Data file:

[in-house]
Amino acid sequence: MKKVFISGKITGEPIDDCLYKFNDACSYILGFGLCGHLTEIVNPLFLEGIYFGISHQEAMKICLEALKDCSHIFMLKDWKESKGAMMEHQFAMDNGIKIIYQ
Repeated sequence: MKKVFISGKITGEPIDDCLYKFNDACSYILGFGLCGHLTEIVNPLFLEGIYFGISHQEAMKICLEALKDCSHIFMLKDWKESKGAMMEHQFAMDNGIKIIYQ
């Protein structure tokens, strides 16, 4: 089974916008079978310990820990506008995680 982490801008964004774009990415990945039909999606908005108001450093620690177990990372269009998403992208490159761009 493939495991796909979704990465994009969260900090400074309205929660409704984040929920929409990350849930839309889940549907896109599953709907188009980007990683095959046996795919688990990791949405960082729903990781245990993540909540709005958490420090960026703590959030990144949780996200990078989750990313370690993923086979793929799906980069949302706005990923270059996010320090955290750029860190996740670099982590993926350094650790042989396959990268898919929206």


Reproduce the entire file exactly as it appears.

[in-house]
Amino acid sequence: MKKVFISGKITGEPIDDCLYKFNDACSYILGFGLCGHLTEIVNPLFLEGIYFGISHQEAMKICLEALKDCSHIFMLKDWKESKGAMMEHQFAMDNGIKIIYQ
Repeated sequence: MKKVFISGKITGEPIDDCLYKFNDACSYILGFGLCGHLTEIVNPLFLEGIYFGISHQEAMKICLEALKDCSHIFMLKDWKESKGAMMEHQFAMDNGIKIIYQ
């Protein structure tokens, strides 16, 4: 089974916008079978310990820990506008995680 982490801008964004774009990415990945039909999606908005108001450093620690177990990372269009998403992208490159761009 493939495991796909979704990465994009969260900090400074309205929660409704984040929920929409990350849930839309889940549907896109599953709907188009980007990683095959046996795919688990990791949405960082729903990781245990993540909540709005958490420090960026703590959030990144949780996200990078989750990313370690993923086979793929799906980069949302706005990923270059996010320090955290750029860190996740670099982590993926350094650790042989396959990268898919929206």